The second step, decanting, should definitely be kept in mind when decluttering. If during your sort-out, you find any products with lost lids or otherwise broken packaging, it’s time to decant!
If the packaging the product comes in is no longer airtight, the product inside is at increased danger of spoiling or attracting bacterial and fungal growth – none of which you want to be accidentally putting on your skin! Additionally, increased air or light exposure can also denature some active ingredients, so in order to keep your products at their most efficacious, make sure they’re kept airtight and stored correctly.
Highstreet pharmacies or online stores will offer empty beauty product packaging such as jars, tubes or plastic pots, usually designed for travelling. You can sterilize these at home yourself (don’t worry, we’ll cover this soon!) and decant the products into the new, unbroken packaging, ensuring that they stay fresher and useable for longer.
When you are transferring the product into its new container, it’s important to make sure that you don’t use your fingers, which can harbour bacteria. We advise using a plastic or metal spatula which can be easily disinfected before and after use. Many such implements specifically designed for use with beauty products are available on the market, and lots of products are now sold with their own too. We definitely suggest picking some of these up as they are useful not just during this process but also for daily use. When using products such as moisturisers and eye creams, which may come in jar or tub packaging, you can scoop out the product with this spatula before applying to your skin. This prevents you from transferring any bacteria from your fingertips into the product, which again, can encourage spoilage.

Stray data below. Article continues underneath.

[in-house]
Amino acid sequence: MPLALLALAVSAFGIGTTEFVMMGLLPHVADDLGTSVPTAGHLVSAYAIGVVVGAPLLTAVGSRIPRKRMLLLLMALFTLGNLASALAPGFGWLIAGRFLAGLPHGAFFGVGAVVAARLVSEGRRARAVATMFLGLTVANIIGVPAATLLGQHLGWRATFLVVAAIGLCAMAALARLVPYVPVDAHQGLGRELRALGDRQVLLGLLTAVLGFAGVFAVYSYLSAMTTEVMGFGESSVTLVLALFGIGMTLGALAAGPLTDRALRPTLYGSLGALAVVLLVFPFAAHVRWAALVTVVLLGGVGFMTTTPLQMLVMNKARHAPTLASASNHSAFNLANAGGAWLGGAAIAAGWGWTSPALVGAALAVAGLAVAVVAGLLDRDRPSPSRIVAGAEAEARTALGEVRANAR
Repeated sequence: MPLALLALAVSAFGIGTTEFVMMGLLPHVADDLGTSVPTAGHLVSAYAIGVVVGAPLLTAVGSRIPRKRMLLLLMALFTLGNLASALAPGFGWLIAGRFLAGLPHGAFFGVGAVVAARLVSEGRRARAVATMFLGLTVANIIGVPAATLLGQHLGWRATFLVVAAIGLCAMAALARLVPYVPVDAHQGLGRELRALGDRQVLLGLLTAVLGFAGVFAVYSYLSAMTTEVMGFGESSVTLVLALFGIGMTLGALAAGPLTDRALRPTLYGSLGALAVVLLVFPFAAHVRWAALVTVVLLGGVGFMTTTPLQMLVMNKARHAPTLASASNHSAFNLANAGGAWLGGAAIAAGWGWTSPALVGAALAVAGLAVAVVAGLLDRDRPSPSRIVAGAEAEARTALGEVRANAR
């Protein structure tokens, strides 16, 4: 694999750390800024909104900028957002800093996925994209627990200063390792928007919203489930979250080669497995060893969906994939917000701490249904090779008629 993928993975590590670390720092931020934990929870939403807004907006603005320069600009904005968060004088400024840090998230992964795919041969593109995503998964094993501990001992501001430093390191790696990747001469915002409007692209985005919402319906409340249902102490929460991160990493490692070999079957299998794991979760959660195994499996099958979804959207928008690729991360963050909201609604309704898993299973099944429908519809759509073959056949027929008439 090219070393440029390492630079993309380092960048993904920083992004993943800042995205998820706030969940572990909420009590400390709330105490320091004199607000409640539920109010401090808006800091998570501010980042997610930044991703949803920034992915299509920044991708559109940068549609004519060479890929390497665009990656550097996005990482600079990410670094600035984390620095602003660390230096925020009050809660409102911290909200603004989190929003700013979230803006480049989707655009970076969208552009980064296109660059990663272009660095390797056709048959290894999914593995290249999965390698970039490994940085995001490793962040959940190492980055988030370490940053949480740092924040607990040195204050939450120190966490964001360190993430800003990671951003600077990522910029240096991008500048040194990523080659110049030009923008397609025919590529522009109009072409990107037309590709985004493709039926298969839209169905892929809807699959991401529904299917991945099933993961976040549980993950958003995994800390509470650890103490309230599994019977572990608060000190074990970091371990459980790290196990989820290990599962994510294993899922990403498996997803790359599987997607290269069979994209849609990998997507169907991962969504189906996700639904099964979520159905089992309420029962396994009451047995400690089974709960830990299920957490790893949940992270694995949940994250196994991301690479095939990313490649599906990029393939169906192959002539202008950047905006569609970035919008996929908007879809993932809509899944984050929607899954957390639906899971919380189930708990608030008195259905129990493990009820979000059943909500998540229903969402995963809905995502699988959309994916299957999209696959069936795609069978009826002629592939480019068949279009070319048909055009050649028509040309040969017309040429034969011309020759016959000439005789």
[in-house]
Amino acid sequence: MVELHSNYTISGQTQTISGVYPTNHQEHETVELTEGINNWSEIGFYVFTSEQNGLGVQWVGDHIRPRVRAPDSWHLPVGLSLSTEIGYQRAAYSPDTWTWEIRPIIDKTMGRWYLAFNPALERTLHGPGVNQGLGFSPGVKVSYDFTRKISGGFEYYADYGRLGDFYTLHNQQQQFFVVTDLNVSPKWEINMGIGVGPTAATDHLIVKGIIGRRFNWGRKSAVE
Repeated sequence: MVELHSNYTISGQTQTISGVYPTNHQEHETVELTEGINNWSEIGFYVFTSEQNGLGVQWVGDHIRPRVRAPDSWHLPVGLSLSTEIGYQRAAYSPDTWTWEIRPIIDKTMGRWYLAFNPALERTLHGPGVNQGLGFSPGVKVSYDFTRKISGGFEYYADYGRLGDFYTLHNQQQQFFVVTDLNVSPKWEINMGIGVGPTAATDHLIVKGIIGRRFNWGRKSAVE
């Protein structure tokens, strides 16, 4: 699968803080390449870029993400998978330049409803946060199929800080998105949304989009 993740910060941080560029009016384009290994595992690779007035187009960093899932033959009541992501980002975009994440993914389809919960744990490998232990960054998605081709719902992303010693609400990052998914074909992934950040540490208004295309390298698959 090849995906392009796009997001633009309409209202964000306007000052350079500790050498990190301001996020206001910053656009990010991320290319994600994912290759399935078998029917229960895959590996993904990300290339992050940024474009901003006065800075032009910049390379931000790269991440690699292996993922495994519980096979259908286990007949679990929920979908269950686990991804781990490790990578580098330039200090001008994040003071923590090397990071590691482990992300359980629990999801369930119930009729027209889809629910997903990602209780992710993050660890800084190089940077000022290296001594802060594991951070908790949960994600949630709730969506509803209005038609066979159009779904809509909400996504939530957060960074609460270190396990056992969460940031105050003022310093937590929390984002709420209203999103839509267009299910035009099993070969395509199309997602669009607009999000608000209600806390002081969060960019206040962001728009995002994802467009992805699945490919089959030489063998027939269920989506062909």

So now you’ve reviewed your products, you’re storing them securely and you’ve bought your spatulas… What’s next? It’s time for our final step – disinfecting!
You should be sanitizing tools like product spatulas and tweezers after every use. This can be done using boiling water and sterilizing tablets, which can be purchased in highstreet pharmacies. You should also wash your makeup brushes at least once a week; ideally after every use, particularly if you struggle with skin concerns such as acne and rosacea – dirty brushes can transfer bacteria across the skin, potentially worsening inflammation. Makeup sponges should be rinsed frequently and replaced every few months.
You should also regularly wipe down and disinfect the packaging on your skincare and makeup products and clean any boxes or bags used to store them. When products and brushes are loose in makeup bags, for instance, this will prevent any bacteria being transferred between them. You should also be washing any flannels and towels which touch the skin as often as possible. Towels for the body can be used a little longer, but any towels which frequently touch the skin on your face, particularly if you suffer with acne or other bacterial conditions, should be changed daily, if possible. We would advise purchasing up to a week’s worth of such products so that you can change them frequently but wash as and when you have a full load, to save water.